Exclusive by Calum Corral
The Hunterston test turbine site has ran into trouble just months after
receiving permission for a two year extension.
SSE have confirmed to the News that there has been an issue with one of the
blades belonging to the Siemens structure.
It is currently being investigated, while the other turbine, the Mitsubishi
Sea Angel, is set to be decommissioned and removed.
The two year turbine extension, which was opposed by North Ayrshire Council
and Fairlie Community Council was granted on appeal to Scottish ministers
at the turn of the year.
Repairs will now have to be carried out on the Siemens machine.
The structures are an imposing sight on the coastline – the Siemens 6MW
turbine has a tip height of 177m with a rotor diameter of 154m and the
Mitsubishi 7MW Sea Angel turbine has a tip height of 193.5m with a rotor
diameter of 167m.
An SSE spokesperson said: “The Mitsubishi turbine is aiming to have its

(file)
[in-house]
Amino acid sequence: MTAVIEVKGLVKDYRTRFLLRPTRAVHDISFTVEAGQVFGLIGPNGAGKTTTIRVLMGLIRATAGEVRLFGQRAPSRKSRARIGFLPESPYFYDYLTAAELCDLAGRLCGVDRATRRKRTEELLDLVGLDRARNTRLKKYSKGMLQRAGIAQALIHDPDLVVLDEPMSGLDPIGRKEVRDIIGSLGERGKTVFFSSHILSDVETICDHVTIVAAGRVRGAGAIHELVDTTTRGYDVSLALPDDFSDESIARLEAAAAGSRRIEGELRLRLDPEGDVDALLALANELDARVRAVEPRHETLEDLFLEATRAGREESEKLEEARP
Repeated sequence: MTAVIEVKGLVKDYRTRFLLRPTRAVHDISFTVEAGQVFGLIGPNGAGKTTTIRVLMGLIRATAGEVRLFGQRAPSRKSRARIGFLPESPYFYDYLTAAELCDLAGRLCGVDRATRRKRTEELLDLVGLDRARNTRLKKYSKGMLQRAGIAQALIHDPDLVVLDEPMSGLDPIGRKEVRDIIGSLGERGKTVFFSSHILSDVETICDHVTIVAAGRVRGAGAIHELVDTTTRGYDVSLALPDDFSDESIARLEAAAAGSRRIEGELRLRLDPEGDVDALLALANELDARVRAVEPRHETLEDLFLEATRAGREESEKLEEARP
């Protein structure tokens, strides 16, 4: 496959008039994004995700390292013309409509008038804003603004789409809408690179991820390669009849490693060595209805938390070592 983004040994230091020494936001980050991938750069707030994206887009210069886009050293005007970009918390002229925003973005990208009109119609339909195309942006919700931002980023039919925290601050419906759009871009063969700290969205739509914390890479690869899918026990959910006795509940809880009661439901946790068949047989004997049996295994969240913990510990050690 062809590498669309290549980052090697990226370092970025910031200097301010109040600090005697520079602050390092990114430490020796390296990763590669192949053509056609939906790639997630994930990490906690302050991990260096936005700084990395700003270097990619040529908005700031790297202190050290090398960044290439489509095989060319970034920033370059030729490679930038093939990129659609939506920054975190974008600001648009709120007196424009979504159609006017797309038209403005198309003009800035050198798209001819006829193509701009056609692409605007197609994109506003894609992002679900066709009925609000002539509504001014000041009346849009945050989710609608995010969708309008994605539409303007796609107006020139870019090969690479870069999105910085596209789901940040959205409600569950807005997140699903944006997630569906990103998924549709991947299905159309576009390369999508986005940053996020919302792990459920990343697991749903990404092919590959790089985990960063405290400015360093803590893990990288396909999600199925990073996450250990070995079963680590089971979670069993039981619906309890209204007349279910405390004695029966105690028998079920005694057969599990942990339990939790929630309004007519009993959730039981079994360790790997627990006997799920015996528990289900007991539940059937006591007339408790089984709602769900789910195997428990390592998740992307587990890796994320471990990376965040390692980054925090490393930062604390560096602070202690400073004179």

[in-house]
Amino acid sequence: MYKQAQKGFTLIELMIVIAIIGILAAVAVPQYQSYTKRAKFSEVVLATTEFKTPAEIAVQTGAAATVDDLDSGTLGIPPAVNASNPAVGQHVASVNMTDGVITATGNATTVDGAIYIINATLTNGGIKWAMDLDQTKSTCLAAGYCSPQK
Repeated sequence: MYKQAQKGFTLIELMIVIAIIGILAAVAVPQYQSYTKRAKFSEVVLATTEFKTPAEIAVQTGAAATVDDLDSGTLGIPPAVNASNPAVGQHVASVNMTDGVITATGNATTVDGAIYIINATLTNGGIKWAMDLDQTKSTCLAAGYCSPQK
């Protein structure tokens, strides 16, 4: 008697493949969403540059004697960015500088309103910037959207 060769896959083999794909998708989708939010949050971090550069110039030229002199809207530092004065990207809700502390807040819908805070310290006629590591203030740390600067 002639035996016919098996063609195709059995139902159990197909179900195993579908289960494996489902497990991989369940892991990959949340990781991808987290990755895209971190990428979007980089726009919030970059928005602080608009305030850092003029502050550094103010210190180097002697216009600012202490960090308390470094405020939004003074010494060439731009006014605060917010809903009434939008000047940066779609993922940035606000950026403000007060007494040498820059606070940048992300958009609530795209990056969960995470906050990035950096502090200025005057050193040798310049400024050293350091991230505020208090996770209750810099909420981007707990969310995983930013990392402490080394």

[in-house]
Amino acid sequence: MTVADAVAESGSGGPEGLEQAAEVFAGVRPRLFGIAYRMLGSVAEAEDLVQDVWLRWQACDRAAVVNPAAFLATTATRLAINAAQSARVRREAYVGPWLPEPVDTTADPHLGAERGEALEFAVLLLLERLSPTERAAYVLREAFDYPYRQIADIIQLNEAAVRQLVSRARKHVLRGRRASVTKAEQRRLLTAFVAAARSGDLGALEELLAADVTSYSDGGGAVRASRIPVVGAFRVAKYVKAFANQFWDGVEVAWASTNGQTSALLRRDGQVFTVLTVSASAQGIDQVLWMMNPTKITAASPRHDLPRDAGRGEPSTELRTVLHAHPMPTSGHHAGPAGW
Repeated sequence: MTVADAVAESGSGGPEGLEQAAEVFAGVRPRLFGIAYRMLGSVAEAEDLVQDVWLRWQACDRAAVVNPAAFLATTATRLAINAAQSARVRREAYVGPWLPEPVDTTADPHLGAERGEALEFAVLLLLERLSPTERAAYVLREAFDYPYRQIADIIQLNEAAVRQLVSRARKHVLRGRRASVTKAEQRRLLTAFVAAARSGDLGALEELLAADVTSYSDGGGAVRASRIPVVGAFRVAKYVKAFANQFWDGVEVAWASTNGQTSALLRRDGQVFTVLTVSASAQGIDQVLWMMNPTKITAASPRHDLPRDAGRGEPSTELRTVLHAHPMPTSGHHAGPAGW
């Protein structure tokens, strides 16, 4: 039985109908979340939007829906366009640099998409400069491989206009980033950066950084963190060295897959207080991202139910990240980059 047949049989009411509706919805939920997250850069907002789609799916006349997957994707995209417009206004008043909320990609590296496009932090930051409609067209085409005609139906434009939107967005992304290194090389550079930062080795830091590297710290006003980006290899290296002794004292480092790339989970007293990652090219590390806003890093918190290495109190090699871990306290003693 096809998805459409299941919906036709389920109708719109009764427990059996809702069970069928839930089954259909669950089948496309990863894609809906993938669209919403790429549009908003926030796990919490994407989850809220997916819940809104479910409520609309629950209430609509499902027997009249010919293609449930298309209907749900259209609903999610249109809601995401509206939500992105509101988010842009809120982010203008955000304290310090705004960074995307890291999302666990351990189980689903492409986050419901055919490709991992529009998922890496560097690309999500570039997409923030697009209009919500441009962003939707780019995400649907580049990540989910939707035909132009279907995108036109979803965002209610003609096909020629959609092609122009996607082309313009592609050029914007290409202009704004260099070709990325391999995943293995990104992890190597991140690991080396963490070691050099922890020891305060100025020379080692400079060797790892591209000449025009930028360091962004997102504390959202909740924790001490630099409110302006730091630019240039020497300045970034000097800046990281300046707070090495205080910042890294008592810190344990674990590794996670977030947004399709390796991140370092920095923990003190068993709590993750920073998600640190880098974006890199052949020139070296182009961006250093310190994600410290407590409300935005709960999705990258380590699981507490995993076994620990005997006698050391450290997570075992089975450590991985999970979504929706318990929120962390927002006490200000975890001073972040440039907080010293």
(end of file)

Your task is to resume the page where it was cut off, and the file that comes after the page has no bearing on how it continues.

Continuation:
testing completed by the end of June, subject to weather conditions.
“Once testing is complete the intention is then for the decommissioning
process to commence in late summer with the expectation to have this work
completed by October 2018.
“SSE is currently considering the future of the Siemens machine.”
The SSE website says that the company was delighted with the decision of
the Scottish Government to grant consent for a two year time extension to
the Hunterston facility, and that a local community liaison group meeting
will be arranged.
During their consultations in the build-up to the two year extension, SSE
had been telling community councils that there were future plans of a 20
year extension for the test turbine facility at the Hunterston site.
The energy company state that the Hunterston facility has been instrumental
in securing Scotland’s place as an international leader in offshore wind
energy research and development, and has injected £32.4m into the Scottish
economy with £4.1m of this in North Ayrshire.
Since the project’s community fund began in 2013, £238,000 has been
invested in grant payments across 102 local projects.